The Jerome Grand Hotel Still Haunts This Old Ghost Town
Numerous deaths plagued the wickedest city in the west.
Before the Jerome Grand Hotel was the Jerome Grand Hotel, it was the United Verde Hospital. And that’s where this story begins. It was 1888 and—in pursuit of copper, gold, silver, and manganese—the expanding United Verde Copper Company came to the booming mining town of Jerome, Arizona.
In its heyday in the early 1900s, Jerome was the third largest town in the state. Tucked into a steep hillside overlooking the Verde Valley, its narrow streets were brimming with 37 saloons, 13 bordellos, and a meager four churches—earning itself the title of the Wickedest City in the West. They needed a hospital to support all that drinking and sinful living, so the mining company built the United Verde Hospital—in 1917, and again in 1926 after a mine blast damaged the original. A series of ill-fated events at this site would almost lead one to call it cursed.
A hospital that can’t keep people alive
When the Great Depression hit shortly after its opening, conditions at United Verde took a sharp downturn. Even in its earliest years, the hospital’s staff recounted stories of unexplained phantom footsteps and mysterious figures. All told, an estimated 9,000 people would meet their demise there.
Plagued with manmade disasters and poor fortune, Jerome’s population gradually dwindled from thousands to somewhere between 20 to 50 residents. In 1950, United Verde Hospital was abandoned for good—the furniture, x-ray machines, and medical devices sat neglected for the next 20 years.
It wasn’t until the ‘70s that the now-hazardous building was emptied out to discourage vandalism. A hired caretaker cast a watchful eye over the place...until his suicide in the 1980s. The hospital sat idle until 1994, when it was finally born anew, two years later, as the Jerome Grand Hotel. Today, it’s fair game to call this one of the most haunted places in Arizona—and a visit to the property (or an overnight stay, if you’re feeling brave) is a must-do for any trip to Jerome.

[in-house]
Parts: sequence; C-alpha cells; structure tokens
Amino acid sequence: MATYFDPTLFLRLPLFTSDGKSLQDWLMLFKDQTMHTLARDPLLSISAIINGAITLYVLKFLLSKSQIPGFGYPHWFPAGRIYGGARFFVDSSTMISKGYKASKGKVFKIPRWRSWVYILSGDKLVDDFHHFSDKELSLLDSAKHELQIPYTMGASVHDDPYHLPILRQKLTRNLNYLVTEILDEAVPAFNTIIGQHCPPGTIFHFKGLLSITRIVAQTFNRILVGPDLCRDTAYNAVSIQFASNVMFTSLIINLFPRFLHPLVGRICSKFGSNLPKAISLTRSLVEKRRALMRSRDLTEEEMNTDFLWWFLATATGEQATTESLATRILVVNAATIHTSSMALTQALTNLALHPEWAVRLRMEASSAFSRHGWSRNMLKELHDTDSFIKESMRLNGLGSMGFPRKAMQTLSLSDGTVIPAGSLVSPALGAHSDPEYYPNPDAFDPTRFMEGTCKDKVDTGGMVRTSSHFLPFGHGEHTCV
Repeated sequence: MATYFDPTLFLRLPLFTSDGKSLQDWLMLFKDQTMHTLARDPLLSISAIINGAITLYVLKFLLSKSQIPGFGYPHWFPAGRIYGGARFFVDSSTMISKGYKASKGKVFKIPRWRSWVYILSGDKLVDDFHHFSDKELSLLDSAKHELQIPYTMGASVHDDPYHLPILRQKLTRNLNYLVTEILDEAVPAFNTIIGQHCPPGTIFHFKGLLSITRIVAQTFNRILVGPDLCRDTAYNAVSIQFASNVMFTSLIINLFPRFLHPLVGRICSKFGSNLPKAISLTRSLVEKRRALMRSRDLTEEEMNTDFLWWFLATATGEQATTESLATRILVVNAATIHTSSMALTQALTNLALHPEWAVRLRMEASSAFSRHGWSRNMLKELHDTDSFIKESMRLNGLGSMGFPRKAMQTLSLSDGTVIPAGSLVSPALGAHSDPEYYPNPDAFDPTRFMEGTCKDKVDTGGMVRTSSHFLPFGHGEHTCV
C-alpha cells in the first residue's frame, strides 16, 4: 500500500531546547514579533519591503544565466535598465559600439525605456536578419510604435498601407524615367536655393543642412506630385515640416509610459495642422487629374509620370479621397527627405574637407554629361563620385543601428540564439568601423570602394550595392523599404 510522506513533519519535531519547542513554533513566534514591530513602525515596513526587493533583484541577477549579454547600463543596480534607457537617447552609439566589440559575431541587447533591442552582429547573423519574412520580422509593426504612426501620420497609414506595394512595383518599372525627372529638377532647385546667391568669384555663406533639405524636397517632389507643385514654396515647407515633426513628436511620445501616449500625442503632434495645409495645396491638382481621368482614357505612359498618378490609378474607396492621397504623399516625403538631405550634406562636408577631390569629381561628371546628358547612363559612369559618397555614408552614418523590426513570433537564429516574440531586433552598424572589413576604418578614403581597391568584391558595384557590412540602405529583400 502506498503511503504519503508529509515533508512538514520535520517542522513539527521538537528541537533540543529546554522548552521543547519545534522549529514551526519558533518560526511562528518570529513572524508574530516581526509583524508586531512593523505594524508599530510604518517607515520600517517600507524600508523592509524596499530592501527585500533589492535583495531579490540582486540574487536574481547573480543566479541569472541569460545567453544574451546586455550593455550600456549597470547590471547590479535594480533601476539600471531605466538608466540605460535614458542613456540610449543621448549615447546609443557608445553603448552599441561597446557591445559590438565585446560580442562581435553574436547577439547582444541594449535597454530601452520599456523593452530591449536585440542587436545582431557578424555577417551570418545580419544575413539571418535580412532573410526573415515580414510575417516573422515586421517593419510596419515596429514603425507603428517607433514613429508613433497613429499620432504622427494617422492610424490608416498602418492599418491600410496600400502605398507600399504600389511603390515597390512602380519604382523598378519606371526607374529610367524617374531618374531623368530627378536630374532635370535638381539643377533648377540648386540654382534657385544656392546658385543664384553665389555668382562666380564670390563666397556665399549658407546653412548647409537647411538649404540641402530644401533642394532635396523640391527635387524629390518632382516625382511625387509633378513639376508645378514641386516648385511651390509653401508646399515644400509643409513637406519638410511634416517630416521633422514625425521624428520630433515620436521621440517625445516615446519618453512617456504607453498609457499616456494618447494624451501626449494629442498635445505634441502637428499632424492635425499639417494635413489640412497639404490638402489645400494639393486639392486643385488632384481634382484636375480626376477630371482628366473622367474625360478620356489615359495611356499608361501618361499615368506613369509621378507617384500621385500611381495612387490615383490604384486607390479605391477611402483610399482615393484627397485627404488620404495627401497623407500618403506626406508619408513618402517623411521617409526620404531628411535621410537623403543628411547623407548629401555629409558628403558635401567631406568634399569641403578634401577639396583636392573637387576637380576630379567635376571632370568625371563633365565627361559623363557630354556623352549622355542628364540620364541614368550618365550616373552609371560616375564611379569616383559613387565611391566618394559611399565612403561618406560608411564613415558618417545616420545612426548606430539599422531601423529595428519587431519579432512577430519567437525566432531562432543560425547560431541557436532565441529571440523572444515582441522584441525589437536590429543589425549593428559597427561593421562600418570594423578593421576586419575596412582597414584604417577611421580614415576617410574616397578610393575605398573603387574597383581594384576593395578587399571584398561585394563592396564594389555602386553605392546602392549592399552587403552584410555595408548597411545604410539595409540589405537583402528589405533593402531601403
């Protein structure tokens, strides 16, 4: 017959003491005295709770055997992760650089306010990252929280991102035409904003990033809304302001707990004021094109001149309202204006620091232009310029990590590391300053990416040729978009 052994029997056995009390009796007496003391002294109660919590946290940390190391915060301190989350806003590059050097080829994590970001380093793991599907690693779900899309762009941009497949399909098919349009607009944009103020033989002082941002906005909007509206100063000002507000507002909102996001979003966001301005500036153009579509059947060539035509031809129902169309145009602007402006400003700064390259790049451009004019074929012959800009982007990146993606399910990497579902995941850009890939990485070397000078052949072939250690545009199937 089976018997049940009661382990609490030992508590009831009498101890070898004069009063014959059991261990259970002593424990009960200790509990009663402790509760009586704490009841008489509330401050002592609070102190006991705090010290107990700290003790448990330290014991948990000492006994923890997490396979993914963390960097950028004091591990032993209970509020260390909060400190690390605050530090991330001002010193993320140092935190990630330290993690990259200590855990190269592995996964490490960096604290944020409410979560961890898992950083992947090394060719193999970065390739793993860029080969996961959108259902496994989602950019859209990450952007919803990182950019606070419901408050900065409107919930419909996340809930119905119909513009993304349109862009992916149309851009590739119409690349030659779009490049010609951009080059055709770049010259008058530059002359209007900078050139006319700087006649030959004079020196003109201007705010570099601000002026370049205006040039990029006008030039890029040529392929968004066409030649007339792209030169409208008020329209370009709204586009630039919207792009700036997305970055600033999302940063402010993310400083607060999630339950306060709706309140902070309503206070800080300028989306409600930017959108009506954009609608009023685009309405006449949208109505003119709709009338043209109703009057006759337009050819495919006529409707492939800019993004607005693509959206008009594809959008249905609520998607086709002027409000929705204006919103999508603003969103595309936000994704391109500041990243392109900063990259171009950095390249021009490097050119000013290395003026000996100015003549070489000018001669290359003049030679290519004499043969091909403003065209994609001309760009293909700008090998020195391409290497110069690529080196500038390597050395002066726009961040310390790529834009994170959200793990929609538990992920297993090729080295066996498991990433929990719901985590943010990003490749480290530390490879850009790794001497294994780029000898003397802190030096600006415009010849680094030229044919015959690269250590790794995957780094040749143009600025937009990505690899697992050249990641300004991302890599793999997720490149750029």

A hotel with ghostly restorations
During the restoration process, the building was returned to its pre-1930s grandeur. Its hallways are lined with antiques and adorned with ornate paintings, and furnishings of a bygone era are found throughout the mission-style hotel’s impressive five stories.
Many of the rooms offer soaring views of the valley—they’ll set you back around $200 a night, $500 for a suite. Registered hotel guests, and the spirits that presumably haunt the place, are the only ones allowed to roam the halls. But you can get the same view from the hotel’s onsite restaurant, The Asylum, which embraces its medical past with drink names like the Liquid Valium. There’s also a gift shop adjacent to the hotel lobby, which is also open to the public and was once an emergency room.
“The structure remains physically the same as when it was the hospital,” says general manager Sarah Moser. Much of the building's original facilities, including its 1926 Otis Elevator, have been restored and even remain in use to this day. The mechanical, Jazz Age marvel is truly a sight to see, though the elevator has a history that will undoubtedly make you a little uneasy when you step inside.
In 1935, a well-known Jerome resident by the name of Claude Harvey was working as a maintenance man at the hospital. His body was found in the basement, pinned under the elevator. His death was ultimately ruled an accident. Upon investigation, though, the elevator was found to be in working order, leaving investigators and town residents wondering if Harvey jumped to his death or if he was murdered. The cause was never determined. Shortly after his tragic death, strange occurrences were reported… especially around the elevator.